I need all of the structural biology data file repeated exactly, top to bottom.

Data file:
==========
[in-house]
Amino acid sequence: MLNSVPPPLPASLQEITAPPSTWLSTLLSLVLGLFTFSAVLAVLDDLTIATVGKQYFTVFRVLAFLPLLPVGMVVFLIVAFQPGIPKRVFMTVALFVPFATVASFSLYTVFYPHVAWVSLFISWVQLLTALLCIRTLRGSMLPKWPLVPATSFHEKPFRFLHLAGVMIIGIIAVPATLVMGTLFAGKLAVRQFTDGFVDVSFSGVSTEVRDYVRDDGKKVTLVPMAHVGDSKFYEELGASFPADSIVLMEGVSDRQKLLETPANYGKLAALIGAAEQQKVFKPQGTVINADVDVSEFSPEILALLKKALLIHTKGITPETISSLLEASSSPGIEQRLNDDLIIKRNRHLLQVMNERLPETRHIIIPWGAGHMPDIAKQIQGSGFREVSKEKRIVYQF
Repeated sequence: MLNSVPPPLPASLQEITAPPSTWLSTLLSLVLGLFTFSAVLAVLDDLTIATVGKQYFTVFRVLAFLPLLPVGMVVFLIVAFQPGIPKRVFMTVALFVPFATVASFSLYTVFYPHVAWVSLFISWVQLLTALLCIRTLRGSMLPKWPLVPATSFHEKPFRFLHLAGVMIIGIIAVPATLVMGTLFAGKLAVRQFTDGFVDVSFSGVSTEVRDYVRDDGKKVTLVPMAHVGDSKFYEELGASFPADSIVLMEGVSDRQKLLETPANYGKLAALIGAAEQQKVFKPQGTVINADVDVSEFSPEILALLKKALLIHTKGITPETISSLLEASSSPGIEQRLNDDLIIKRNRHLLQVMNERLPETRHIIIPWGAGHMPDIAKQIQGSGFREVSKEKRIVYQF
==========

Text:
[in-house]
Amino acid sequence: MLNSVPPPLPASLQEITAPPSTWLSTLLSLVLGLFTFSAVLAVLDDLTIATVGKQYFTVFRVLAFLPLLPVGMVVFLIVAFQPGIPKRVFMTVALFVPFATVASFSLYTVFYPHVAWVSLFISWVQLLTALLCIRTLRGSMLPKWPLVPATSFHEKPFRFLHLAGVMIIGIIAVPATLVMGTLFAGKLAVRQFTDGFVDVSFSGVSTEVRDYVRDDGKKVTLVPMAHVGDSKFYEELGASFPADSIVLMEGVSDRQKLLETPANYGKLAALIGAAEQQKVFKPQGTVINADVDVSEFSPEILALLKKALLIHTKGITPETISSLLEASSSPGIEQRLNDDLIIKRNRHLLQVMNERLPETRHIIIPWGAGHMPDIAKQIQGSGFREVSKEKRIVYQF
Repeated sequence: MLNSVPPPLPASLQEITAPPSTWLSTLLSLVLGLFTFSAVLAVLDDLTIATVGKQYFTVFRVLAFLPLLPVGMVVFLIVAFQPGIPKRVFMTVALFVPFATVASFSLYTVFYPHVAWVSLFISWVQLLTALLCIRTLRGSMLPKWPLVPATSFHEKPFRFLHLAGVMIIGIIAVPATLVMGTLFAGKLAVRQFTDGFVDVSFSGVSTEVRDYVRDDGKKVTLVPMAHVGDSKFYEELGASFPADSIVLMEGVSDRQKLLETPANYGKLAALIGAAEQQKVFKPQGTVINADVDVSEFSPEILALLKKALLIHTKGITPETISSLLEASSSPGIEQRLNDDLIIKRNRHLLQVMNERLPETRHIIIPWGAGHMPDIAKQIQGSGFREVSKEKRIVYQF